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THE READER opens in post-war Germany when teenager Michael Berg becomes ill and is helped home by Hanna, a stranger twice his age. Michael recovers from scarlet fever and seeks out Hanna to thank her. The two are quickly drawn into a passionate but secretive affair. Michael discovers that Hanna loves being read to and their physical relationship deepens. Hanna is enthralled as Michael reads to her from "The Odyssey," "Huck Finn" and "The Lady with the Little Dog." Despite their intense bond, Hanna mysteriously disappears one day and Michael is left confused and heartbroken. Eight years later, while Michael is a law student observing the Nazi war crime trials, he is stunned to find Hanna back in his life - this time as a defendant in the courtroom. As Hanna's past is revealed, Michael uncovers a deep secret that will impact both of their lives. THE READER is a story about truth and reconciliation, about how one generation comes to terms with the crimes of another. Written by
The Weinstein Company
Producers Sydney Pollack and Anthony Minghella both died before the completion of the movie. As the film was nominated for Best Picture at the Academy Awards, the Academy made an exception from their rules not to name more than three producers as nominees because of this rare circumstance. In the end the two producers Donna Gigliotti and Redmond Morris who took over duties were nominated as well as the posthumously honored Minghella and Pollack. See more »
During the cycling holiday, when arriving at the church, Hanna gets off her bike on the right hand side of the bike and walks towards the church. When she parks the bike against the wall in the next shot she is standing on the left of the bike. See more »
The Reader is off to a brilliant start with convincing characters, superb acting and looming tragedy, but seems to lose its sure footing as it heads toward a conclusion that feels partly carelessly planned and mainly lacking direction. It decreases the most potent revelations and resides on a powerful love that was successfully sustained only during the beginning. Once again the order of events are jumbled on the timeline and an unexpectedly long ending detracts from the impact of the most poignant moments, not least of which is an undying love story that overshadows the historical importance of the war crime trials that set up a heartbreaking reunion.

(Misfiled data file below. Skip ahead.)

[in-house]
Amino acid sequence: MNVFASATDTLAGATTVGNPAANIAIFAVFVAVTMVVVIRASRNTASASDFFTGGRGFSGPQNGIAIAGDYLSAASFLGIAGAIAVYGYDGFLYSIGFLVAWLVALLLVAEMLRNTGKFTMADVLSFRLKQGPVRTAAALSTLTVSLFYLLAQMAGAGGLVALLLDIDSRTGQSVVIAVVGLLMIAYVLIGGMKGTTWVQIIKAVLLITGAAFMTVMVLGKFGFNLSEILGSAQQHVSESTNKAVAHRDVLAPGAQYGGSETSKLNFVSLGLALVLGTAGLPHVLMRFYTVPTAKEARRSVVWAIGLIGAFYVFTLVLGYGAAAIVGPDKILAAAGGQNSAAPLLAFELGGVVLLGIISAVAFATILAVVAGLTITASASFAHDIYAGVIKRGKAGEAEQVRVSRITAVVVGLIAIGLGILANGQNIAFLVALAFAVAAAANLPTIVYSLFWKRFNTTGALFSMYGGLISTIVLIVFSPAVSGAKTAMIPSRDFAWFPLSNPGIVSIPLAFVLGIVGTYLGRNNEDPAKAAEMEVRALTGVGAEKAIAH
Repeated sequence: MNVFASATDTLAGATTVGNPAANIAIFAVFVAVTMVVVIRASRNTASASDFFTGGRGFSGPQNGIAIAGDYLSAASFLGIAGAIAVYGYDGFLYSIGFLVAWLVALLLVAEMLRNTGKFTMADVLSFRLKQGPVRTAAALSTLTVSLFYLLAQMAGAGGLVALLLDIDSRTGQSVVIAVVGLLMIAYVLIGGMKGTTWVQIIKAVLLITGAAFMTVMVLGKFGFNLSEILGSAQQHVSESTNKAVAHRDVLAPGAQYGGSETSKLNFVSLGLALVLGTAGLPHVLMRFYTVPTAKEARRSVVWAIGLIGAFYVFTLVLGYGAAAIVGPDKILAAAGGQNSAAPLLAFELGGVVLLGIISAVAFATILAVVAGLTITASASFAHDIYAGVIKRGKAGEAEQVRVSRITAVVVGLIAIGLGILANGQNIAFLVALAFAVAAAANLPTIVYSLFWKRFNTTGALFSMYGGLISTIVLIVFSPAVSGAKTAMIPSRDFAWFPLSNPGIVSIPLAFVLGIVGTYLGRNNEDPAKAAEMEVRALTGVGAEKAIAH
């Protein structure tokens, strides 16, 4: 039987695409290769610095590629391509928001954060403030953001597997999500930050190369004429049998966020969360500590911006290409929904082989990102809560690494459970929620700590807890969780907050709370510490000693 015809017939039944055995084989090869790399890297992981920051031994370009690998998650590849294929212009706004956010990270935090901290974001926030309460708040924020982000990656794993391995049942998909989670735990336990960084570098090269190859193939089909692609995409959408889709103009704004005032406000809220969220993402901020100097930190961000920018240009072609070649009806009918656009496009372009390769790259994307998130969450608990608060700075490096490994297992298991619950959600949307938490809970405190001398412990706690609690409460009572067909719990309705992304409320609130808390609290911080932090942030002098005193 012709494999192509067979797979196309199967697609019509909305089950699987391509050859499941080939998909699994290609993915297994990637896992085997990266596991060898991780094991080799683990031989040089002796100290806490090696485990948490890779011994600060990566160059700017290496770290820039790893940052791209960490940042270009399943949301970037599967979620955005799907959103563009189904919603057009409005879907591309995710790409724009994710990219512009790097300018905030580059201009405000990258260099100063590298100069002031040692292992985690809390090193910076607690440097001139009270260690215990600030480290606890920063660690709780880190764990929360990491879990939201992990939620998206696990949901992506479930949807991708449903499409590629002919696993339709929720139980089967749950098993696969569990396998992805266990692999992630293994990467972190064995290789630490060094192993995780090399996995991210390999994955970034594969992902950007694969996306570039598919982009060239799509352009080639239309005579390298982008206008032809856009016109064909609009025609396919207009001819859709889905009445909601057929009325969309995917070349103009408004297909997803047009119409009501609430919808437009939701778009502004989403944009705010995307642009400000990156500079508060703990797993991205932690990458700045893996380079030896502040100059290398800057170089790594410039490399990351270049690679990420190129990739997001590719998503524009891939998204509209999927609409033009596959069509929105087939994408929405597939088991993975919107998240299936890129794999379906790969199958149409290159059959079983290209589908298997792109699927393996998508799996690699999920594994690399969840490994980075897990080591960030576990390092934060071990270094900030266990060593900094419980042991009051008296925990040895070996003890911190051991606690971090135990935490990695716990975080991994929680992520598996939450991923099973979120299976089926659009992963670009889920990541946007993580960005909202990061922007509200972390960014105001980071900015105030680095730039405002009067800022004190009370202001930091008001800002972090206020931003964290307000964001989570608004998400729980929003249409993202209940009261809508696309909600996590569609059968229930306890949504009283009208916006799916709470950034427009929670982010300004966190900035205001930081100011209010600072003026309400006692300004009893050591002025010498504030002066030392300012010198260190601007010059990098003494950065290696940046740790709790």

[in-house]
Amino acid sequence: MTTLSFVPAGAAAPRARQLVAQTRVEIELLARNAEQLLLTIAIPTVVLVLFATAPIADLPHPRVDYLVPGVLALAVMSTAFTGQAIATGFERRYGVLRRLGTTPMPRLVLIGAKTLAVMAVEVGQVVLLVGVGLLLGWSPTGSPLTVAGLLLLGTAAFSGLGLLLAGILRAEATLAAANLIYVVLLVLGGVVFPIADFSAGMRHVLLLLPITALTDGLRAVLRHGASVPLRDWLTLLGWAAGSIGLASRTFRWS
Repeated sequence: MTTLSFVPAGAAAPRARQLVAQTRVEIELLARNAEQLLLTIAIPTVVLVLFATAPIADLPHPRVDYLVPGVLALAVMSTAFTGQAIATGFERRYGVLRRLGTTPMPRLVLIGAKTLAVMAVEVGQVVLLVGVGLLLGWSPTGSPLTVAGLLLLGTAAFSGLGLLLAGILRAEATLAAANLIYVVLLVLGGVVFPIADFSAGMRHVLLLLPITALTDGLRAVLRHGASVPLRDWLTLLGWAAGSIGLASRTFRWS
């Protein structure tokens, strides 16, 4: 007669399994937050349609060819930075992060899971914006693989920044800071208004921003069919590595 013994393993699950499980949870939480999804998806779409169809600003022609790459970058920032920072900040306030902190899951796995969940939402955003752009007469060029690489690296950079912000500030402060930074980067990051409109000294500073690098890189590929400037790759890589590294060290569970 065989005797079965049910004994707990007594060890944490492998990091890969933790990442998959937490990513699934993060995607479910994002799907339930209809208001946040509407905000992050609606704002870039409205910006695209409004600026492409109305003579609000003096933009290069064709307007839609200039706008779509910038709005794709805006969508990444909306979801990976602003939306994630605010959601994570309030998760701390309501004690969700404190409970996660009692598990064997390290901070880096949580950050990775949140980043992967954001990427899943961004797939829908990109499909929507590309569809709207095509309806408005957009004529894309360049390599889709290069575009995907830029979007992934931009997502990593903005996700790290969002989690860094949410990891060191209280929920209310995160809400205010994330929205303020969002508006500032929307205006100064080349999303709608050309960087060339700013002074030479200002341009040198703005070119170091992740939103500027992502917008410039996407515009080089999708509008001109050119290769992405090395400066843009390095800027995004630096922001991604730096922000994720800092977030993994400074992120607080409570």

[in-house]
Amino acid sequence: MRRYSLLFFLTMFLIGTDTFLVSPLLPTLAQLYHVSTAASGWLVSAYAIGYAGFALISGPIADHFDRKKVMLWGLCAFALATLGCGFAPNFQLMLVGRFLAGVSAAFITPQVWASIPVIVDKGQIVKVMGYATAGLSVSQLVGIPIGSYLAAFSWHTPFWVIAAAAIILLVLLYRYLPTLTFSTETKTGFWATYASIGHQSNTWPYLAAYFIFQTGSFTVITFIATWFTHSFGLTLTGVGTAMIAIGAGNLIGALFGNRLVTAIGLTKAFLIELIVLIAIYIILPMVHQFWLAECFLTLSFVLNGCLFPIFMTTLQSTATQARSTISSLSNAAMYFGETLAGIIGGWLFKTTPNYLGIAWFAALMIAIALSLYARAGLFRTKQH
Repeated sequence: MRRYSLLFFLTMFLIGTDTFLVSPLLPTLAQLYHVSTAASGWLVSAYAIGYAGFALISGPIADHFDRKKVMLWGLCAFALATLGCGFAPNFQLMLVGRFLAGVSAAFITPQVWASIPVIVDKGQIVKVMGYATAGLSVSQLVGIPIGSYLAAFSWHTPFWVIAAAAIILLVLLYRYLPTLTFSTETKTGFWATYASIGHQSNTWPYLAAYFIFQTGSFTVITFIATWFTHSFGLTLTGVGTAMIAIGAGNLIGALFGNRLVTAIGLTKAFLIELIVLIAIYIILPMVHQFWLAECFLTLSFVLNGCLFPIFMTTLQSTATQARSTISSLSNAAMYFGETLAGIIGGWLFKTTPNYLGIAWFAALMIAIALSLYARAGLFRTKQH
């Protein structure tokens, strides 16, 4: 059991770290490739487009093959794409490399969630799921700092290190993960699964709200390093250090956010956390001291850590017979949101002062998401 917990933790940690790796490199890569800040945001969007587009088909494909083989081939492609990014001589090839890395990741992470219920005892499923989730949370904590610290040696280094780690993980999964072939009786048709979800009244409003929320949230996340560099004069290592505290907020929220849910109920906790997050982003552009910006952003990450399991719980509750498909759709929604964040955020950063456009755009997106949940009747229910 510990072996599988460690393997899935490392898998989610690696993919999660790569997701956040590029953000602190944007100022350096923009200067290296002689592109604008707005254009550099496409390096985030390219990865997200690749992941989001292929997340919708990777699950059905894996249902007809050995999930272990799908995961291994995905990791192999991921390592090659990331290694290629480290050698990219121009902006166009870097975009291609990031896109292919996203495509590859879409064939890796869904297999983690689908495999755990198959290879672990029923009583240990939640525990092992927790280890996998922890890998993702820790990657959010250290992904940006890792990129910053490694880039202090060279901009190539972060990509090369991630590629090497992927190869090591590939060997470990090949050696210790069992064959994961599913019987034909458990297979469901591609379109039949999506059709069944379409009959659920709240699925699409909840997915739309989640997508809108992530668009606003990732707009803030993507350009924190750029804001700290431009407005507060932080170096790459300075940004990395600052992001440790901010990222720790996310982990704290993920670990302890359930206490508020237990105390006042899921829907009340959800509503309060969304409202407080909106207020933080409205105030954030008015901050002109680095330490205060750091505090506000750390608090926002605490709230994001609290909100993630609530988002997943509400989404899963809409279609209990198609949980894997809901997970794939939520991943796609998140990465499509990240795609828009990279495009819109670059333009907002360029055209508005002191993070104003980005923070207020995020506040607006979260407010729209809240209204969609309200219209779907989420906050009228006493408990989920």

In 1958 West Germany 15-year-old Michael Berg (David Kross) is escorted home by a mysterious woman after becoming ill. Diagnosed with scarlet fever and bedridden for three months, he eventually seeks out Hanna (Kate Winslet) to thank her for her aid. Soon the two begin an unlikely (and very graphic) affair that lasts the duration of the summer Hanna is distant and uncompassionate, but Michael finds himself hopelessly in love (he insists on knowing her name by the third day they are together). Before each sexual tryst Michael reads to Hanna starting with his school assignments; a German play, Homer's Odyssey, Huckleberry Finn, The Lady with the Little Dog and eventually he even reads comic strips.
One day Hanna vanishes, and Michael is left to return to school, study law, and carry on relationships with people his own age. In 1966, while attending a trial for German guard crimes against Jewish prisoners, he spies Hanna as one of the defendants. Years later, torn between remembering the great flame they shared and condemning her for her crimes, Michael is haunted by the trial and determined to sort out his feelings of guilt and love.
It's certainly a unique angle to show a sympathetic lead character toward Holocaust involvement. As author Bernhard Schlink wrote about his novel, on which the film is based, "The Reader is not a story about redemption or forgiveness. It is about how my generation of Germans came to terms with what the generation before us had done." He challenges the viewer with transcending guilt, the ability to choose love and the complexity of monstrous actions undertaken by ordinary people. The film is splendidly emotional and comes very close to being phenomenal. The drawn out conclusion is a meditation on the power of love and its ability to overcome exceptionally trying junctures and even to overcome time itself. Morally devastating but not emotionally involving enough to attain instant masterpiece status, The Reader still boasts outstanding performances, a beautiful score and a moving tale of complex affection.
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